Isaac Hempstead Wright, aka Bran Stark, has been promoting Game of Thrones season 7 pretty hard lately. He’s been giving lots of interviews, and Vulture snagged one more during Wright’s recent appearance at the Madison Square Garden performance of the Game of Thrones Live Concert Experience.
For those who may not know, Wright is a musician himself — he started playing piano at a young age. So he has some opinions on the Live Concert Experience. “I love “Light of the Seven,” because that’s the first time the piano’s ever been used in the show’s score,” he said. “And it’s such a key moment as well. I think it’s a really clever use of the instrumentation there, to suddenly have this totally foreign sound, for their world, in such a pivotal scene. I haven’t actually learned that song on the piano yet, but the really clever part of it is how the cello and the organ and all these different things move in and out, in a minimalist fashion.”
All the tunes Ramin [Djawadi, the show’s composer] has done are really wonderful because they’re not really in the medieval genre. They’re not just one thing. Hearing him play it with an orchestra is pretty spectacular.
But it’s not all fun and rousing songs about exploding churches. We’re coming up on the penultimate season of Game of Thrones here, and Wright admits there’s a certain melancholy on set as the end draws near. “[T]o not come in and see the same faces, to see the same crew, and the same irreplaceable actors, it’s going to be really sad. And so there is that wistful atmosphere on set at times, and people going, ‘Oh, we’re so close!'”
That may apply just to the actors, incidentally, since they “pop in and out.” The producers, on the other hand, “they’ve literally been living on set in Belfast. So I think they’re probably ready to call it a day, and not be quite so nostalgic. They want to go home and actually sleep!”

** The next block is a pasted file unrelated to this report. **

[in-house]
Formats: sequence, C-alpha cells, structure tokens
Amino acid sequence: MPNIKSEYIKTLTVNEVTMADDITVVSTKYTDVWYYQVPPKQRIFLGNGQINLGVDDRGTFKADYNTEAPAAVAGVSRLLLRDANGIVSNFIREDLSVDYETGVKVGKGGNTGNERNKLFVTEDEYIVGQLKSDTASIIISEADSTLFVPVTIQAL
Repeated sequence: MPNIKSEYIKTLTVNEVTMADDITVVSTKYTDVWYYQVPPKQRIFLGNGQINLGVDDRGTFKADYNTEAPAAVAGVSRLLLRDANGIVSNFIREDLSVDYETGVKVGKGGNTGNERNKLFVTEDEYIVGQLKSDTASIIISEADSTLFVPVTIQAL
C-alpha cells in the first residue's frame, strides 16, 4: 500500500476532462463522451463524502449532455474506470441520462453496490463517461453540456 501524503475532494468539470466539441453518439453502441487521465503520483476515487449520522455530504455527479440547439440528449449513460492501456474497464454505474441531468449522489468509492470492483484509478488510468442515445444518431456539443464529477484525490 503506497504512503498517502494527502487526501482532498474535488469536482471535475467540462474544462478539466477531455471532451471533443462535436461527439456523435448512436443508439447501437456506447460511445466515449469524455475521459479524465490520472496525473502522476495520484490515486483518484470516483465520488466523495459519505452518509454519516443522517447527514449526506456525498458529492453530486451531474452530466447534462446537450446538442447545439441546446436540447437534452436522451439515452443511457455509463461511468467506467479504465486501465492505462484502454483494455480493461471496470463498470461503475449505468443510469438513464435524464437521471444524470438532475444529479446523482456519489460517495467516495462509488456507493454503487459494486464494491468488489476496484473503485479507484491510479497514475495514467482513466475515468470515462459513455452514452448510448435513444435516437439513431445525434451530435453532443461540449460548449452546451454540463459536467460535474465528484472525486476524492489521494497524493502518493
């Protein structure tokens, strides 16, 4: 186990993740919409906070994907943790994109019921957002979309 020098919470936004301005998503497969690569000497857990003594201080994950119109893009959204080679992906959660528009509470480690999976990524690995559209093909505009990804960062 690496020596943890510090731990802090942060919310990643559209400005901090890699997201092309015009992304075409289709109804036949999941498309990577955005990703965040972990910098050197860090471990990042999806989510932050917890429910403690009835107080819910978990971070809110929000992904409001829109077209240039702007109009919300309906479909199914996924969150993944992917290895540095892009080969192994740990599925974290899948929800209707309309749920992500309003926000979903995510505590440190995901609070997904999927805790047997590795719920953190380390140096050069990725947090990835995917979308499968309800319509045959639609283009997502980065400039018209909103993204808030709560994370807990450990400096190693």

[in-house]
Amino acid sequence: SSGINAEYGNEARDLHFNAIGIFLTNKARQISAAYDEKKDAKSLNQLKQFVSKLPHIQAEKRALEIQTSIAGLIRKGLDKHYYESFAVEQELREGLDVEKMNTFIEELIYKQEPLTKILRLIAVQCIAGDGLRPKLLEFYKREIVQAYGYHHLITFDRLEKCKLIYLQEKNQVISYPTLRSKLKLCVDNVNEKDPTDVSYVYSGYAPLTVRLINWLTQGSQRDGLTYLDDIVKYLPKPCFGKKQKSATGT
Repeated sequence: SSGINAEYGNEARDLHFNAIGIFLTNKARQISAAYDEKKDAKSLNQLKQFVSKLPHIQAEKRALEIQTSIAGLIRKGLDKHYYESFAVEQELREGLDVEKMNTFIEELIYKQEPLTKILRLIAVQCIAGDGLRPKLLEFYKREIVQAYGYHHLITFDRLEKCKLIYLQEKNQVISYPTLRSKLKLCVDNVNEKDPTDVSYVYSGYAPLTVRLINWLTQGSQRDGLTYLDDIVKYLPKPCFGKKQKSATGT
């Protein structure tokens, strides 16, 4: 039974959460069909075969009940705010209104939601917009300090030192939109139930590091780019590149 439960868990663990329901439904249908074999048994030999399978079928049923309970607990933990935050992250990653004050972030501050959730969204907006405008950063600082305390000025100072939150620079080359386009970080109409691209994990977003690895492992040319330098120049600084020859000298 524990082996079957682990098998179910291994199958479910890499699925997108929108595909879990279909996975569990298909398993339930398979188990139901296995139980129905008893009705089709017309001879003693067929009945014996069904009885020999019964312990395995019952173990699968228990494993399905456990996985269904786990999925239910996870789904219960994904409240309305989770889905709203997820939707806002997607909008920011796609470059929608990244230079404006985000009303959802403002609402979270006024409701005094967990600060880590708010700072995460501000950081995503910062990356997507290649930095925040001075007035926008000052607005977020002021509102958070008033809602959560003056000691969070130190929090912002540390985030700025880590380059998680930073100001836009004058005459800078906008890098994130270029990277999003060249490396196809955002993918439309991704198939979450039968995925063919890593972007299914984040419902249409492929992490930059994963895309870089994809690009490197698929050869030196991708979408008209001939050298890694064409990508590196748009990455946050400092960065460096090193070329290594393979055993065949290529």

So how are the actors commemorating the end of this era? “Every experience we have not yet had together, we need to have them quickly. Karaoke night is high up on the list now. I think a bunch of people are talking about getting a tattoo together. Getting the “O” with the three lines through it.”
I hope when it’s all done, they will let people on the sets look around, because it will no longer be a secret, and the sets are just truly works of art. There is a lot of stuff that needs to be preserved. The amount of collective hours, all the time and detail for these massive set pieces, should be some sort of museum exhibit.
Considering its popularity and all it’s done for the economy of Northern Ireland and elsewhere, I’d be shocked if some organization didn’t set up some kind of Game of Thrones museum exhibit after the show wraps. It’s definitely become part of television history, and it isn’t even over yet.
One other quick hit before we go: Oscar winner Jim Broadbent is joining the Game of Thrones cast for season 7, playing an archmaester of the Citadel. He pointedly didn’t reveal any new details about the role when talking to the Los Angeles Times, but did discuss why he took the part.
I don’t think I’m allowed to say anything. Being on the show hadn’t occurred to me. I haven’t been watching. [But] it seemed like a good thing to be part of, a bit like when I was asked to be in ‘Harry Potter.’ You’re like, ‘Oh, that’s something good to get ticked off.’
Yes, in addition to winning an Oscar for Iris, Broadbent also played Professor Horace Slughorn in two of the Harry Potter movies. If he manages to snag a role in a Star Wars movie, he’ll be a nerd king.